1871 meet Crypto

Wall Street headlines are designed to be eye-catching. People on the Street are always trying to make a name for themselves. Some go to extremes. Most of the time, it’s a lot of fluff. But not always. There was a research report produced this week that stopped me in my tracks. It really made me think. An analyst made a call that an investment in the Financial Technology (FinTech) company, Square, today is the equivalent of investing in JP Morgan a century and a half ago. That’s a really bold statement. It seems a little ridiculous, doesn’t it? Or does it?

The largest bank in America, JP Morgan Chase, has its roots all the way back to 1799 on Wall Street. It began as the Manhattan Bank, founded by Aaron Burr to counter Alexander Hamilton’s grip on the financial system. These roots are the Chase side of the corporate tree. JP Morgan was founded in 1871, in the wake of the “House of Morgan,” which was an international financier, run by Junius Spencer Morgan, John Pierpont’s father. It started as Drexel, Morgan & Co. The bank formally became JP Morgan & Co. in 1895. JP Morgan and Chase had their mega-merger in 2000, which shaped the current bank as we know it. The strategy piece rolled out this week compares the FinTech innovator Square to JP Morgan in 1871. That was the beginning of the Industrial Age. A critical knock against this Wall Street call is the fact that the stock was not available to the public in 1871. JP Morgan didn’t IPO until 1940.

That year 1871 became a focus again this week. For perspective, that was 23 years after Gold was discovered at Sutter’s Mill. It was 6 years after Abraham Lincoln was assassinated and the Civil War came to an end. It was 2 years after the Transcontinental Railroad was established. JP Morgan, the man, was just 34 years old in 1871. The transformative railroad system was his primary focus at the time. Electricity followed soon. Morgan made a major investment in Thomas Edison. Steel was next. The nation’s economic engine took off. Trains changed everything. Electricity did too. Behind Edison’s genius, JP Morgan helped turned the lights on in America. Behind US Steel, after acquiring it from Andrew Carnegie, JP Morgan sent city skylines soaring from coast to coast.

The Digital Age has brought significant disruption. Every industry is experiencing it in some shape or form. Competition is fierce and digital solutions are essential. People consume and spend much differently today than they did even a decade ago. According to an analyst on Wall Street, Square is the Bank of the Future. The disruptive San Francisco-based company is evolving into the bank of the future via its Cash App. The app has become the financial hub for Square customers. The Cash App offers a suite of services, from payment to stock trading, as well as the ability to buy Bitcoin. Square was an early adopter of cryptocurrencies, and specifically Bitcoin. That has attracted a growing audience, particularly the younger generation. Square is expected to add products that range from tax services, to insurance, to home equity lending on the Cash App. Square wants to be the Bank of the Future.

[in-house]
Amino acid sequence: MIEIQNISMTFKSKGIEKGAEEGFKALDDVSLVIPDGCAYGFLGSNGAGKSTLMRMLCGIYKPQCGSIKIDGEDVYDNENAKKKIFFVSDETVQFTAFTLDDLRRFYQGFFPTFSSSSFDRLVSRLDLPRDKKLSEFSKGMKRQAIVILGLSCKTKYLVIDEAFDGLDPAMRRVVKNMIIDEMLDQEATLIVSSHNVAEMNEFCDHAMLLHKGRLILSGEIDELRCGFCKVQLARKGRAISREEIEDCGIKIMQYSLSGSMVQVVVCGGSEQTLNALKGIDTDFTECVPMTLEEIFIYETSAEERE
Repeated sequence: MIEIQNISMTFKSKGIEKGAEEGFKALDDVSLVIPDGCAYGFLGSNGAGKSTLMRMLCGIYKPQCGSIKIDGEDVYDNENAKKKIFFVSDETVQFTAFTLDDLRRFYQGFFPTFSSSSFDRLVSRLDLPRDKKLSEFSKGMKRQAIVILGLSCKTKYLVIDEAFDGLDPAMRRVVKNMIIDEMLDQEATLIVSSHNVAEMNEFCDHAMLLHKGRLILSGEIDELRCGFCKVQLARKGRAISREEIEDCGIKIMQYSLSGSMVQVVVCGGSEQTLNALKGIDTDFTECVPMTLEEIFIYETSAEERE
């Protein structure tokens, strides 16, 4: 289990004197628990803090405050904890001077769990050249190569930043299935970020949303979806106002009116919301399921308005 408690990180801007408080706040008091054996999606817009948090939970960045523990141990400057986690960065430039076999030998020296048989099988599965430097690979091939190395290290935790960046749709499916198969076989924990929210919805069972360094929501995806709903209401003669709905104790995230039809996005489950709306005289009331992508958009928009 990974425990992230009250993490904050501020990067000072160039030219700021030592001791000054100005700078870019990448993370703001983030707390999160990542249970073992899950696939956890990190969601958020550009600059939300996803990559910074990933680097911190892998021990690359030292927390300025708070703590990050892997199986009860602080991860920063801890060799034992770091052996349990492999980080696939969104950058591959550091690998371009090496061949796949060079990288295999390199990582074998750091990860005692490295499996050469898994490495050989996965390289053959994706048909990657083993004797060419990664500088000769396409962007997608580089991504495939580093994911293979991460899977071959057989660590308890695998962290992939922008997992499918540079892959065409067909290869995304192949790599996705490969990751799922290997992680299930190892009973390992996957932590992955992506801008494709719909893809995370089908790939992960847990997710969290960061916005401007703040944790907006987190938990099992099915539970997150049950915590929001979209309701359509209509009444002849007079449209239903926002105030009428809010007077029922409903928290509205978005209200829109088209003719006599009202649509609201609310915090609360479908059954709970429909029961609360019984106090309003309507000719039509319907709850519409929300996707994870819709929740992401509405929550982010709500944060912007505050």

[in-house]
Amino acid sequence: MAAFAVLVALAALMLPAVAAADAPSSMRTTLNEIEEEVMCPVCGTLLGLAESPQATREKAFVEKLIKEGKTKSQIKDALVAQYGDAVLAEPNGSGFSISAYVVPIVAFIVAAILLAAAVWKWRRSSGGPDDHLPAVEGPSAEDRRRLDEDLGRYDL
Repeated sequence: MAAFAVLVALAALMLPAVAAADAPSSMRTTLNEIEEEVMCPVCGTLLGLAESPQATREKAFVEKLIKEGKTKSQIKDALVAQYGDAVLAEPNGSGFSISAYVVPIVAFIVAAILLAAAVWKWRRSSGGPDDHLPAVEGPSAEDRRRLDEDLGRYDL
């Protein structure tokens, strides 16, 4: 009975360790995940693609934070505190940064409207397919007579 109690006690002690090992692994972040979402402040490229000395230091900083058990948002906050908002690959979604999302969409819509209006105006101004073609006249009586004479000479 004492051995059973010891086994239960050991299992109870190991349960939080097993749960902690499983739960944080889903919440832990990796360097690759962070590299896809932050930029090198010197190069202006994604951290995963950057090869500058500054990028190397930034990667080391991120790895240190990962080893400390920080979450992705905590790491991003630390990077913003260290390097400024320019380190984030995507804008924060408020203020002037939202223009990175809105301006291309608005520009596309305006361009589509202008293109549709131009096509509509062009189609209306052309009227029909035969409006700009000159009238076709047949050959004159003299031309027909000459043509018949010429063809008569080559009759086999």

Cryptocurrencies are perhaps the biggest change and seemingly greatest opportunity in the Financial Services space. It has also become quite controversial. It’s like, you either get it or you don’t. Individuals, Banks and Governments do not agree on the future role of cryptocurrencies. The Bulls consider them a store of value, with purity, completely independent from a Bank or Government regulation. They’re actually more like Digital assets than currency. We view Bitcoin more like Digital Gold. The price action is beyond volatile. Bitcoin started the year around $29K, only to more than double over the Spring. It’s given nearly all of those gains back, and seems to be finding a floor around $30K; At least for now.

We are no expert on cryptocurrencies. We don’t claim to be. But we have been studying them for a couple of years. Today, 22 Million Americans, just under 15% of the population, own a cryptocurrency in some form. ¾ of the holders are between the age of 25 and 44 years old. Bitcoin is the most popular, followed by Ethereum. There are many descriptions of digital currencies. They seem to be broadly broken down into 3 categories.